Israel and Hamas held their fire on Monday as Egyptian and Palestinian officials contradicted Israel which denied it was brokering a comprehensive deal to end violence and lift the blockade of Gaza.
Palestinians said the two sides have made headway towards a truce, but Israel, while stressing the army would not hit Gaza if militants stopped firing rockets, insisted it was not negotiating a ceasefire.
"If the terror stops, if the Qassams stop landing ... Israel will have no reason to fight the terror organizations there... We will have no reason to retaliate," he said at a news conference.
Egyptian officials, supported by the United States, said they have been working on a deal.
"For the moment, we are at a preliminary stage over this; we are listening to all the parties so as to be able then to draw up a detailed and comprehensive initiative," said Mohammed Bassiuni, chairman of the Egyptian parliament's national security committee.
"With the developments in Egypt, I think there is an agreement in principle on that and a deal might be reached in the coming few days," said Abbas.
For a third day in a row, the Israeli army did not strike the Hamas-run territory and said Gaza fighters had all but halted their barrages, launching just one rocket and one mortar round since Sunday.
More than 130 Palestinians were killed in a broad Israeli offensive launched in late February to stop the rocket fire, raising concerns about the future of already faltering peace talks.
But efforts to bring about a ceasefire have gathered pace, with senior U.S. and Israeli envoys holding talks in Egypt over the past week, as have delegations from Hamas and Islamic Jihad.
"Period of calm"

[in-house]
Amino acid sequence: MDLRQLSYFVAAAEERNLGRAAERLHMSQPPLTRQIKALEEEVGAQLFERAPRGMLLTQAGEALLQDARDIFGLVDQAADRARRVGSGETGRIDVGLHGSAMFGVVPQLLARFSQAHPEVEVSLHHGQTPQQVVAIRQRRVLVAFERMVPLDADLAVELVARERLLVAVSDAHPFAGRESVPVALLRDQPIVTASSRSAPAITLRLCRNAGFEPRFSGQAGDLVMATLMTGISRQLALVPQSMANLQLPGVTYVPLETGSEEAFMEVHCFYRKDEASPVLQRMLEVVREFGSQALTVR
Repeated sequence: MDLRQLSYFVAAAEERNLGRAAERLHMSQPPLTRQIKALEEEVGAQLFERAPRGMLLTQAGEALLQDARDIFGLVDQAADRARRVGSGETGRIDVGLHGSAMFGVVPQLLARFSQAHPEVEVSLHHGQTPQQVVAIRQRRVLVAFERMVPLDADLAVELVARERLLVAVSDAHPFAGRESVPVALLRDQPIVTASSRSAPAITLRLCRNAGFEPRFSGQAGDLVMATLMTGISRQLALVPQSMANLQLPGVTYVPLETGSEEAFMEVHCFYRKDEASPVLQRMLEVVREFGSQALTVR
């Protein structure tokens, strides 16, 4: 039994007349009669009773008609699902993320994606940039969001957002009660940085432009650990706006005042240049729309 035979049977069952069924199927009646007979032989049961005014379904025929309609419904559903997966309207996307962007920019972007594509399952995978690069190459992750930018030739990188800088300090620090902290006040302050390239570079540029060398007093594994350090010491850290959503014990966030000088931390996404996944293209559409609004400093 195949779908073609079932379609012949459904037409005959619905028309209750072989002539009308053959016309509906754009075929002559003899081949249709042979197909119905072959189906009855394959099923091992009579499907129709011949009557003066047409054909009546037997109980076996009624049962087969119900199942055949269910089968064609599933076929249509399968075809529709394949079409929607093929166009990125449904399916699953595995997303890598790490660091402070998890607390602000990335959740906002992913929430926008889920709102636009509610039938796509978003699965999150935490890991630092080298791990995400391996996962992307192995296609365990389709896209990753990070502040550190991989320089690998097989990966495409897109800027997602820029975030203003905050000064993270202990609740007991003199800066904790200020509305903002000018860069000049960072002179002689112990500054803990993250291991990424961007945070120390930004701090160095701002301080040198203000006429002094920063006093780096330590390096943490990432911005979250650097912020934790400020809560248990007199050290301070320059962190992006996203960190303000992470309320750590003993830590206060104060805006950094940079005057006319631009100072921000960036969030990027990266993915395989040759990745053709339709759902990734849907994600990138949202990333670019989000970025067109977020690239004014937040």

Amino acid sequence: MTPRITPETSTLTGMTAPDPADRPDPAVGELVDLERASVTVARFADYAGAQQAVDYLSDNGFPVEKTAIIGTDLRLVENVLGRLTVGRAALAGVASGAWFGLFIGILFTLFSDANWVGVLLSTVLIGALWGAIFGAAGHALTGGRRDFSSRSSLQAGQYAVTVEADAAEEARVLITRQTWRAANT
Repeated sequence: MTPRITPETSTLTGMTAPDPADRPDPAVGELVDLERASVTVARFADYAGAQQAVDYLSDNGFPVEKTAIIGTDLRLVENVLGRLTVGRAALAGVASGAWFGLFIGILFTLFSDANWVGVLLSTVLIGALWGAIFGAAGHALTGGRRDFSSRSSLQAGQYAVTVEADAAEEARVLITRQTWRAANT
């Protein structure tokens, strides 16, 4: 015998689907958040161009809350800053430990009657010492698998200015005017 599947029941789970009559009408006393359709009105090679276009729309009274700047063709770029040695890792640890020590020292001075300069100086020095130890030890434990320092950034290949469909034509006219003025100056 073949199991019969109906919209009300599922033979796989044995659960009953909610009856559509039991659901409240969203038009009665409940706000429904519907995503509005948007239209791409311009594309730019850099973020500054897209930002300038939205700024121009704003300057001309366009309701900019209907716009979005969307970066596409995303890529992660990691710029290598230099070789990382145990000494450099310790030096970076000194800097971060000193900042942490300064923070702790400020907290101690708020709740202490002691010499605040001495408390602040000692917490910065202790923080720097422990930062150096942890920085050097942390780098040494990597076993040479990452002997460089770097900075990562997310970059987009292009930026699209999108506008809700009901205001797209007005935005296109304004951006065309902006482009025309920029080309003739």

Bassiuni, a former ambassador to Israel, told AFP the initiative would likely call for a "period of calm," an end of the Israeli blockade of Gaza and an exchange of prisoners between Israel and Hamas.
Hamas also said it was working with the Egyptians -- who have often played the role of Middle East mediator.
"(Hamas) will help the Egyptian leadership to reach a reciprocal and simultaneous truce that will at the same time lead to the lifting of the blockade imposed on the Palestinian people," said Ismail Haniya, who was prime minister in the Hamas-led unity government which Abbas fired after the Islamists seized Gaza in June.
Violence sharply escalated around Gaza sharply escalated in late February. In all, 133 Palestinians and five Israelis have been killed since.
Israel, the United States and the European Union view Hamas as a terrorist organization and have long sought to isolate the group.
But after Abbas said he was suspending peace talks in protest at the Gaza strikes, Washington encouraged Cairo to launch its mediation efforts.
"Israel today is in favor of a ceasefire with Hamas under certain conditions," a senior Israeli official told AFP.
Bassiuni said Israeli envoy Amos Gilad indicated during talks in Egypt that Israel was "ready for a lull" provided Hamas does not use it to smuggle in weapons from Egypt.